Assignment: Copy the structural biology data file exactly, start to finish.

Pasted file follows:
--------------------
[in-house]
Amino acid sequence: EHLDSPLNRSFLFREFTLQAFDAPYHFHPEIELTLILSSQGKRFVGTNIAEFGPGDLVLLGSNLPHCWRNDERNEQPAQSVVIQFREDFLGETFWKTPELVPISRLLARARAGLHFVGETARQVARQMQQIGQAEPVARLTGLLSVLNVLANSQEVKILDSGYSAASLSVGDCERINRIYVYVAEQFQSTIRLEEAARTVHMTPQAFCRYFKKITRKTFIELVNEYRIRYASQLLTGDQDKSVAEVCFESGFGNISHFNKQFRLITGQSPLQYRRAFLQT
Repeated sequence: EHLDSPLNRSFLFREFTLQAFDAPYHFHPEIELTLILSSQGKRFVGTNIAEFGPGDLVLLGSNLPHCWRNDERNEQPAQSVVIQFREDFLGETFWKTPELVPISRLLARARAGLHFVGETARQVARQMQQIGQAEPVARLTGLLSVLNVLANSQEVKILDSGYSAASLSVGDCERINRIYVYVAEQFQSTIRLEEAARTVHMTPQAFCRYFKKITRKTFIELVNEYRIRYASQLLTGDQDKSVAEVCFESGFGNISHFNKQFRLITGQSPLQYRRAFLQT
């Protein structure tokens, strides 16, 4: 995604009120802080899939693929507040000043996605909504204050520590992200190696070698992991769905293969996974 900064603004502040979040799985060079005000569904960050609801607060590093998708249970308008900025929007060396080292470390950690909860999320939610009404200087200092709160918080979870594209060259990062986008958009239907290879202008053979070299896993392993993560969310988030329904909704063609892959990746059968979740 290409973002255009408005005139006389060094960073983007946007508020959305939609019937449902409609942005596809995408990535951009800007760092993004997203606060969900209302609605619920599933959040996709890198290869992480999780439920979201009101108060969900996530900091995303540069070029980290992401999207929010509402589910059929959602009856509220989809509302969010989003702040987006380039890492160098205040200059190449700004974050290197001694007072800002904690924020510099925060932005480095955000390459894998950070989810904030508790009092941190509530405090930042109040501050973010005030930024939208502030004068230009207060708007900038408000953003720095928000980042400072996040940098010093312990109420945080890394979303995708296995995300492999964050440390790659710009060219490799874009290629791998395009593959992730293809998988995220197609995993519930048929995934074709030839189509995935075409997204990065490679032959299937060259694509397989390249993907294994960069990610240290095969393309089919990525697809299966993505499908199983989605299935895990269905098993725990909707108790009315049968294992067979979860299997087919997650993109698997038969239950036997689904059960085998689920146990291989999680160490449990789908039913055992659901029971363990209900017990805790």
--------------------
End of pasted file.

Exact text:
[in-house]
Amino acid sequence: EHLDSPLNRSFLFREFTLQAFDAPYHFHPEIELTLILSSQGKRFVGTNIAEFGPGDLVLLGSNLPHCWRNDERNEQPAQSVVIQFREDFLGETFWKTPELVPISRLLARARAGLHFVGETARQVARQMQQIGQAEPVARLTGLLSVLNVLANSQEVKILDSGYSAASLSVGDCERINRIYVYVAEQFQSTIRLEEAARTVHMTPQAFCRYFKKITRKTFIELVNEYRIRYASQLLTGDQDKSVAEVCFESGFGNISHFNKQFRLITGQSPLQYRRAFLQT
Repeated sequence: EHLDSPLNRSFLFREFTLQAFDAPYHFHPEIELTLILSSQGKRFVGTNIAEFGPGDLVLLGSNLPHCWRNDERNEQPAQSVVIQFREDFLGETFWKTPELVPISRLLARARAGLHFVGETARQVARQMQQIGQAEPVARLTGLLSVLNVLANSQEVKILDSGYSAASLSVGDCERINRIYVYVAEQFQSTIRLEEAARTVHMTPQAFCRYFKKITRKTFIELVNEYRIRYASQLLTGDQDKSVAEVCFESGFGNISHFNKQFRLITGQSPLQYRRAFLQT
């Protein structure tokens, strides 16, 4: 995604009120802080899939693929507040000043996605909504204050520590992200190696070698992991769905293969996974 900064603004502040979040799985060079005000569904960050609801607060590093998708249970308008900025929007060396080292470390950690909860999320939610009404200087200092709160918080979870594209060259990062986008958009239907290879202008053979070299896993392993993560969310988030329904909704063609892959990746059968979740 290409973002255009408005005139006389060094960073983007946007508020959305939609019937449902409609942005596809995408990535951009800007760092993004997203606060969900209302609605619920599933959040996709890198290869992480999780439920979201009101108060969900996530900091995303540069070029980290992401999207929010509402589910059929959602009856509220989809509302969010989003702040987006380039890492160098205040200059190449700004974050290197001694007072800002904690924020510099925060932005480095955000390459894998950070989810904030508790009092941190509530405090930042109040501050973010005030930024939208502030004068230009207060708007900038408000953003720095928000980042400072996040940098010093312990109420945080890394979303995708296995995300492999964050440390790659710009060219490799874009290629791998395009593959992730293809998988995220197609995993519930048929995934074709030839189509995935075409997204990065490679032959299937060259694509397989390249993907294994960069990610240290095969393309089919990525697809299966993505499908199983989605299935895990269905098993725990909707108790009315049968294992067979979860299997087919997650993109698997038969239950036997689904059960085998689920146990291989999680160490449990789908039913055992659901029971363990209900017990805790």